Yipe! I hope this is hypothetical, and we're not getting a glimpse into how you (would?) act as a manager.
But even in my most pragmatic, cynical mindset, remove the gender from this entirely. Beautiful people get ahead, regardless of gender. For instance:
Here is another hypothetical anecdote to counter yours: a handsome, sharp 23-yo man walks in to his manager's office asking for more, and the manager sees a potential go-getter. A beautiful 23-yo woman walks into her manager's office asking for more, and the manager is influenced by his subconscious belief that all attractive women are stupid.
Or how about a 23-yo person (say, Chris), at a start-up that gets a raise because that person creates a positive work atmosphere by being friendly and fostering coworker interaction -- even if that person is not the strongest coder, they may be bringing more value to the team. Maybe everyone else agrees with this raise!, because at one time or another, Chris made them feel "included" in some way. The only person who disagrees is Chris' cubicle mate: a cynical lone-wolf type who spurns others' efforts to be inclusive, and watches from a distance as the rest of the office builds inter-office relationships. Months later, if given a pulpit, that lone dissenter may make some statement like "Chris was given a raise due to petty office politics despite being a mediocre coder," and maybe people hearing this who weren't there won't know how truly valuable Chris was.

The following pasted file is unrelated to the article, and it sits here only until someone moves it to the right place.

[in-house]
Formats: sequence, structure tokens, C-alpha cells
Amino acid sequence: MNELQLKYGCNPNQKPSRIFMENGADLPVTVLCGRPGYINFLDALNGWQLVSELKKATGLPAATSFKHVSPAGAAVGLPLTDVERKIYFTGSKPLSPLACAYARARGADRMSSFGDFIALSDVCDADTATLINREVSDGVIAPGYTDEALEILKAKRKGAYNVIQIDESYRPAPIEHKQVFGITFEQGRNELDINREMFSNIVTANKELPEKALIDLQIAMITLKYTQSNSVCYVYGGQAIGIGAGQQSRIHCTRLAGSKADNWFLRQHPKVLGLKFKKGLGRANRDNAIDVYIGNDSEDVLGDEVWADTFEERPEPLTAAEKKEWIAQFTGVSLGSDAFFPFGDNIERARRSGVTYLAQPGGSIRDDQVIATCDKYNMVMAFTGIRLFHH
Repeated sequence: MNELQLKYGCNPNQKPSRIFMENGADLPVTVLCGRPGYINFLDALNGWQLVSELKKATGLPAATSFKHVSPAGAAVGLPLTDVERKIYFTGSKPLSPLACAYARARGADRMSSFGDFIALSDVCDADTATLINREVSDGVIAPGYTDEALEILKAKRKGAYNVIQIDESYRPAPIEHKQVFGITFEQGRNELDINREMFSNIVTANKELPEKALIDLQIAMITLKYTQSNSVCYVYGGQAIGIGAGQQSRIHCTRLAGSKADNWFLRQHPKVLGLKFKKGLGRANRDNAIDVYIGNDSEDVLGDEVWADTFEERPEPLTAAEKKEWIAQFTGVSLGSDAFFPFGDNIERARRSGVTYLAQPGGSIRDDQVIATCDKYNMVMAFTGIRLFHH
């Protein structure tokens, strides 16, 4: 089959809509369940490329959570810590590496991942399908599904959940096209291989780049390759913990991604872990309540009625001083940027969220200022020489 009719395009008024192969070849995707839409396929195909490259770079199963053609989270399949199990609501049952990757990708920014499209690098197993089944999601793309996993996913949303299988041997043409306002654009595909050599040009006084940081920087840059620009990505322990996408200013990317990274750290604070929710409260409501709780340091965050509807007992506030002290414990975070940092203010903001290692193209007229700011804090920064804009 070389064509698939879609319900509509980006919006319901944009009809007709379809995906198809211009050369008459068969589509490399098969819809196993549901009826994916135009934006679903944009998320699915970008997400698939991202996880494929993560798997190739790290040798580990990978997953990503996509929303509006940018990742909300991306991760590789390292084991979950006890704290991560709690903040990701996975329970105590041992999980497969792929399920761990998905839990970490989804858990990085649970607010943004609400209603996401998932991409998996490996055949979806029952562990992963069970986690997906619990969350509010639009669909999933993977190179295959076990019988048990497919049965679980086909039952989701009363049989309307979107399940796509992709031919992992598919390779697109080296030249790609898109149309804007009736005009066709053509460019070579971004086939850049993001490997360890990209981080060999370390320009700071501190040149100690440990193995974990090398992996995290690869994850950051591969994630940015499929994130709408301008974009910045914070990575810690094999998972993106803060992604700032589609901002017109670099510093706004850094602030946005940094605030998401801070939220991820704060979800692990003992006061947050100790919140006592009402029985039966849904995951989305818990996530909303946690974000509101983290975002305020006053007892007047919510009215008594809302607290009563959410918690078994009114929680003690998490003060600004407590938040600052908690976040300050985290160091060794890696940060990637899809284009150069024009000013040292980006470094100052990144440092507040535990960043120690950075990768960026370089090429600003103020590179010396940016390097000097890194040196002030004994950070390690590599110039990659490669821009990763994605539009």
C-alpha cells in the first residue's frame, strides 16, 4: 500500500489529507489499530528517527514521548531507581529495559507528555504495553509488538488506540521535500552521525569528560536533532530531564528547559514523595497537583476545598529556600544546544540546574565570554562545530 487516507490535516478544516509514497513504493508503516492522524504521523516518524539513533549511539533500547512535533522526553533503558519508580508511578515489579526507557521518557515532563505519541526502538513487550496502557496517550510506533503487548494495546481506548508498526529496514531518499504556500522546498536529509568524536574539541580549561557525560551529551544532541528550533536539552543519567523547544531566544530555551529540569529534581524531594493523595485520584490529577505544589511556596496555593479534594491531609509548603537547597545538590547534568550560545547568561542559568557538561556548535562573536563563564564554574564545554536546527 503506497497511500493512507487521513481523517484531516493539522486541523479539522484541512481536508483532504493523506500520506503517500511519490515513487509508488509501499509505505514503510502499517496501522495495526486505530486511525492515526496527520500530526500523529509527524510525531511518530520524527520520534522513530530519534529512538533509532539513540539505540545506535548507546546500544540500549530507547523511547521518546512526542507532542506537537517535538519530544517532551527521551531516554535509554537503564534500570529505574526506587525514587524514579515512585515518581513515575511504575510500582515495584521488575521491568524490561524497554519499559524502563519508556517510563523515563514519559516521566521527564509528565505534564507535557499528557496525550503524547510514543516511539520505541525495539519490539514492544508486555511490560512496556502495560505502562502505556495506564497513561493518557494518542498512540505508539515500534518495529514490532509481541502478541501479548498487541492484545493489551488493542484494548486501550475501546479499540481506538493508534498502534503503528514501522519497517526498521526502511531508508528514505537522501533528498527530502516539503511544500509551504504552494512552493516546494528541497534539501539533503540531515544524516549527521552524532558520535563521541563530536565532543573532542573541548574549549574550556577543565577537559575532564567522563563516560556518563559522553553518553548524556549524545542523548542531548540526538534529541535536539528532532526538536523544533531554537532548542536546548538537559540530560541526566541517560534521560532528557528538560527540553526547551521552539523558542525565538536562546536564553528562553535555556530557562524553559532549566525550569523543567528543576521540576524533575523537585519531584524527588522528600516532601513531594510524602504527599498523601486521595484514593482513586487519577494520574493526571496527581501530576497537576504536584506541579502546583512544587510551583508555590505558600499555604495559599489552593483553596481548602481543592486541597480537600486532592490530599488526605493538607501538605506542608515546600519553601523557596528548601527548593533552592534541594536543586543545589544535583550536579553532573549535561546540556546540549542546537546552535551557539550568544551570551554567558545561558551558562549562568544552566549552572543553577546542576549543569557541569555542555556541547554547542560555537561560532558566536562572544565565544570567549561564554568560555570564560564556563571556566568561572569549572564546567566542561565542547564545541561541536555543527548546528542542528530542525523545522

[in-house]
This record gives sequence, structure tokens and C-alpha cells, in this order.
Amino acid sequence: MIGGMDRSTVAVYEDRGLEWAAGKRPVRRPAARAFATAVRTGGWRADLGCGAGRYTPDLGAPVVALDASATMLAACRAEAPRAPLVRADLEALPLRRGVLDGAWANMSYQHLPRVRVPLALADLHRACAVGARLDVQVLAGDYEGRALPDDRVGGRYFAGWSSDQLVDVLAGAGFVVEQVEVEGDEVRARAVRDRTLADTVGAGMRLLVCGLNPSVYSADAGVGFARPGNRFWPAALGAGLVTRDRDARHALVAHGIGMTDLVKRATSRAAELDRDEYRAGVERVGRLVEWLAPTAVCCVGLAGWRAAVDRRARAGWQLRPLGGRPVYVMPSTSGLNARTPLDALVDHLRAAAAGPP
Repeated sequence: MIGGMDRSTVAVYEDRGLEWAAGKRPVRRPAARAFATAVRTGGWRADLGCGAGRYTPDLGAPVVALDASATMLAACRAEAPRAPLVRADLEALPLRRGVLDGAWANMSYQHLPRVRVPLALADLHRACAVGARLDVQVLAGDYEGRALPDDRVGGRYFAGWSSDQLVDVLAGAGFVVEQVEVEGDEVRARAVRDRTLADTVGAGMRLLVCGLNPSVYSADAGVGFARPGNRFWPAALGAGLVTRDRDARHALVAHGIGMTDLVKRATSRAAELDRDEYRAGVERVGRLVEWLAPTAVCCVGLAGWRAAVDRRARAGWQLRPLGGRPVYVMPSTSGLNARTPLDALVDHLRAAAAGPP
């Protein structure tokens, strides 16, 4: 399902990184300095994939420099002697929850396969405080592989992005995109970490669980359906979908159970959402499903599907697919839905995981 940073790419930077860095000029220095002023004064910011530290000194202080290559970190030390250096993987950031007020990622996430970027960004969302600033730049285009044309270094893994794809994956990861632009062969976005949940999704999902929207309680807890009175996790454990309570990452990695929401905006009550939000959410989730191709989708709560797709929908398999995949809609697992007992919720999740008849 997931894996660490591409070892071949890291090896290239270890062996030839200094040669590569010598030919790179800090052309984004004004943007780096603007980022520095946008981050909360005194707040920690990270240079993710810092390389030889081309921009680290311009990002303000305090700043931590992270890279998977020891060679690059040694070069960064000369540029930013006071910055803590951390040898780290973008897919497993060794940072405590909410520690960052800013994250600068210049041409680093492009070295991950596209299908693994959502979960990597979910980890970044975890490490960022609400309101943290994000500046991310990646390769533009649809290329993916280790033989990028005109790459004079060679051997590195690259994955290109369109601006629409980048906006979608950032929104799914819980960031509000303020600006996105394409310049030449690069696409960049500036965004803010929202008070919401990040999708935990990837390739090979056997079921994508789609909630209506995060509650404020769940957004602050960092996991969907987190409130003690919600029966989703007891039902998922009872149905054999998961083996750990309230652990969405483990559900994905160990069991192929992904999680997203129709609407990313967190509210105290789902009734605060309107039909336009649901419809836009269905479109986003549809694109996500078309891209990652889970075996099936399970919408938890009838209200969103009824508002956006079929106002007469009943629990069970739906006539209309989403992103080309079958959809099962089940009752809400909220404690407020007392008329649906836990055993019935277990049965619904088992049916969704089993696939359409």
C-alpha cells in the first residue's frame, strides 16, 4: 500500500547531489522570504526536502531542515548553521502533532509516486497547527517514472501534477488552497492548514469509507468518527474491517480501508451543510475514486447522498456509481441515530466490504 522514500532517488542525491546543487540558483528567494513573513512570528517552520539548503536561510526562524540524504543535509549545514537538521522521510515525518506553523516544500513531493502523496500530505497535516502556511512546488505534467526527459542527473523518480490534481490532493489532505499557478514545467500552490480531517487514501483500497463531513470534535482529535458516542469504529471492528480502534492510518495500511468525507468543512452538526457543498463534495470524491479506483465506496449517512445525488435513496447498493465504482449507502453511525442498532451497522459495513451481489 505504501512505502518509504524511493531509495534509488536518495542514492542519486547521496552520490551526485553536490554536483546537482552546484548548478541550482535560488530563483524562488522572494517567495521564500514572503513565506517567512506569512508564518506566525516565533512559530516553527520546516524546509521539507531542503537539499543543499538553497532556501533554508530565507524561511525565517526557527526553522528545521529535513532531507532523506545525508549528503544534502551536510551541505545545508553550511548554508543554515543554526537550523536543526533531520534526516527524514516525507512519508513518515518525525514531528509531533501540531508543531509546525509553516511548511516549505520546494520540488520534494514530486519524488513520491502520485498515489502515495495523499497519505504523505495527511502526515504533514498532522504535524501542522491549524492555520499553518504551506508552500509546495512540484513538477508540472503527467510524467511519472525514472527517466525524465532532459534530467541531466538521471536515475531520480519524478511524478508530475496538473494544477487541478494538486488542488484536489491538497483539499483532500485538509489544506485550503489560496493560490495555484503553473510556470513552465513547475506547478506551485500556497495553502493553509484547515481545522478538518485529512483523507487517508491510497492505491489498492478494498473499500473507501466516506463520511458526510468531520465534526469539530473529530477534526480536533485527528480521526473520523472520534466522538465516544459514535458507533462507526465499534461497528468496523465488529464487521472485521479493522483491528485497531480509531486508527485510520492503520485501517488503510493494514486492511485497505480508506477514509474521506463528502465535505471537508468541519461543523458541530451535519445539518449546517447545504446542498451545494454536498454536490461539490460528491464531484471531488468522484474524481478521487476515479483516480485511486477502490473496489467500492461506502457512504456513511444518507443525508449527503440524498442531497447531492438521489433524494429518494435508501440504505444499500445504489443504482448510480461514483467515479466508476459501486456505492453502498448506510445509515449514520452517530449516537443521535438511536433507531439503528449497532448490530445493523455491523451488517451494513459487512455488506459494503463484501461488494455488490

But enough hypotheticals. I'm worried that they aren't productive and may be needlessly inflammatory.
For what its worth, as a former tech recruiter, a female candidate had a 90% chance of hire at 70% or greater hire rate then a male candidate.
What that means is, if the company felt the female candidate was less qualified, but had potential then another male candidate, they would be hired. And, all things being equal (subjectively), had a greater opportunity of hire rate (our fee's, thus tracked). "Get a female in tech, get a placement," theoretically spoken.
I am just agreeing with MChurch mostly. It may however, not be so granular as he cites, rather, the fact that the % of females in the area of tech is so low, that selection bias towards females becomes an "issue" to look for more female candidates.
In other words (because I tend to ramble and befuddle what I am trying to say), little females exist in tech. If you get a qualified candidate in tech that is female, that is a more rare event, and thus worth more attention and notice (subconscious or otherwise).